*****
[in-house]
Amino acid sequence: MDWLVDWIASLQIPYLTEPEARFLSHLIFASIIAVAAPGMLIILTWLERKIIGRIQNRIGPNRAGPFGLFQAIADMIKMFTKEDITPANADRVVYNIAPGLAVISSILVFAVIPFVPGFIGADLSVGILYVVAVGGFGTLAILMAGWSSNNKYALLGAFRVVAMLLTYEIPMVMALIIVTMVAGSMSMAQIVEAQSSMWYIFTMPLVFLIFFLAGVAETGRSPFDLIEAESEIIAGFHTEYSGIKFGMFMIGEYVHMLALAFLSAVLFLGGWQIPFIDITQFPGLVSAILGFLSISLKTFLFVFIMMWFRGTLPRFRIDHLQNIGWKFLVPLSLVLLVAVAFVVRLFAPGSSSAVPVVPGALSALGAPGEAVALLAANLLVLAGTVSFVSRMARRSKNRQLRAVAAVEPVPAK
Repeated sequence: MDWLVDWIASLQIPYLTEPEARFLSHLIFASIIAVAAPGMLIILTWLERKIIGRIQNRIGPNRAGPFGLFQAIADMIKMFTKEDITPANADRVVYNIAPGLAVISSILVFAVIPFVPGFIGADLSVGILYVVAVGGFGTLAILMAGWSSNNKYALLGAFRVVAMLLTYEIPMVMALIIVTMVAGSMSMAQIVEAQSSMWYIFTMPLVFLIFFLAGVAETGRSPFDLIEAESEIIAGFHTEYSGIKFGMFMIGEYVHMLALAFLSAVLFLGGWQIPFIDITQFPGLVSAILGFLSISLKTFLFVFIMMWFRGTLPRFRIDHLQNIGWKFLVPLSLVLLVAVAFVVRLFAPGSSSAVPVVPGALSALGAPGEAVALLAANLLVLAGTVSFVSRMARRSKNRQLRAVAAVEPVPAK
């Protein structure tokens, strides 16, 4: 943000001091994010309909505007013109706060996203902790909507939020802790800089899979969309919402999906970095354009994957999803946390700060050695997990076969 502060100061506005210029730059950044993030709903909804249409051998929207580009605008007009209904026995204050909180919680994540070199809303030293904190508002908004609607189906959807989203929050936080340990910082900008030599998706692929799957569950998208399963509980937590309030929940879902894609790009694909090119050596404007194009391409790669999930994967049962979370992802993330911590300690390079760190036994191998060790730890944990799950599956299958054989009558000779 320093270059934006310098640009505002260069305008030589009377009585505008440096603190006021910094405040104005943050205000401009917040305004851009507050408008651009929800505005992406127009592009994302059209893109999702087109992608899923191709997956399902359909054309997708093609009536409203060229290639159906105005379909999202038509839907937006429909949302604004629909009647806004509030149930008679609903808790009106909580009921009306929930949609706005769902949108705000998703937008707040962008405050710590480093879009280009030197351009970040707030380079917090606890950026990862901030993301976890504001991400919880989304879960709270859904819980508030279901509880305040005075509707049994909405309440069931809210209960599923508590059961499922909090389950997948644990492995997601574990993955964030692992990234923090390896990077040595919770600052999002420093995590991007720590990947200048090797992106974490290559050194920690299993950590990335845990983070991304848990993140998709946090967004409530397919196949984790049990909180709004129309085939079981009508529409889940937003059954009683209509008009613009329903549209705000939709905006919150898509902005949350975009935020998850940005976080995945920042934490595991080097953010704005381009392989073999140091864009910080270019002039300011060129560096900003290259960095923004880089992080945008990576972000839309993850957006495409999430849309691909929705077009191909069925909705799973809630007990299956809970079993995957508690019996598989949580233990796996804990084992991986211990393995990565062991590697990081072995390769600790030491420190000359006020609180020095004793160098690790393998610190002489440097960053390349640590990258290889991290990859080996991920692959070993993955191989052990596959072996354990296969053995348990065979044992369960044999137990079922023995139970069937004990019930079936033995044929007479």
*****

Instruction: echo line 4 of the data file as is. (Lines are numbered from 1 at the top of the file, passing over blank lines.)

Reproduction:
């Protein structure tokens, strides 16, 4: 943000001091994010309909505007013109706060996203902790909507939020802790800089899979969309919402999906970095354009994957999803946390700060050695997990076969 502060100061506005210029730059950044993030709903909804249409051998929207580009605008007009209904026995204050909180919680994540070199809303030293904190508002908004609607189906959807989203929050936080340990910082900008030599998706692929799957569950998208399963509980937590309030929940879902894609790009694909090119050596404007194009391409790669999930994967049962979370992802993330911590300690390079760190036994191998060790730890944990799950599956299958054989009558000779 320093270059934006310098640009505002260069305008030589009377009585505008440096603190006021910094405040104005943050205000401009917040305004851009507050408008651009929800505005992406127009592009994302059209893109999702087109992608899923191709997956399902359909054309997708093609009536409203060229290639159906105005379909999202038509839907937006429909949302604004629909009647806004509030149930008679609903808790009106909580009921009306929930949609706005769902949108705000998703937008707040962008405050710590480093879009280009030197351009970040707030380079917090606890950026990862901030993301976890504001991400919880989304879960709270859904819980508030279901509880305040005075509707049994909405309440069931809210209960599923508590059961499922909090389950997948644990492995997601574990993955964030692992990234923090390896990077040595919770600052999002420093995590991007720590990947200048090797992106974490290559050194920690299993950590990335845990983070991304848990993140998709946090967004409530397919196949984790049990909180709004129309085939079981009508529409889940937003059954009683209509008009613009329903549209705000939709905006919150898509902005949350975009935020998850940005976080995945920042934490595991080097953010704005381009392989073999140091864009910080270019002039300011060129560096900003290259960095923004880089992080945008990576972000839309993850957006495409999430849309691909929705077009191909069925909705799973809630007990299956809970079993995957508690019996598989949580233990796996804990084992991986211990393995990565062991590697990081072995390769600790030491420190000359006020609180020095004793160098690790393998610190002489440097960053390349640590990258290889991290990859080996991920692959070993993955191989052990596959072996354990296969053995348990065979044992369960044999137990079922023995139970069937004990019930079936033995044929007479």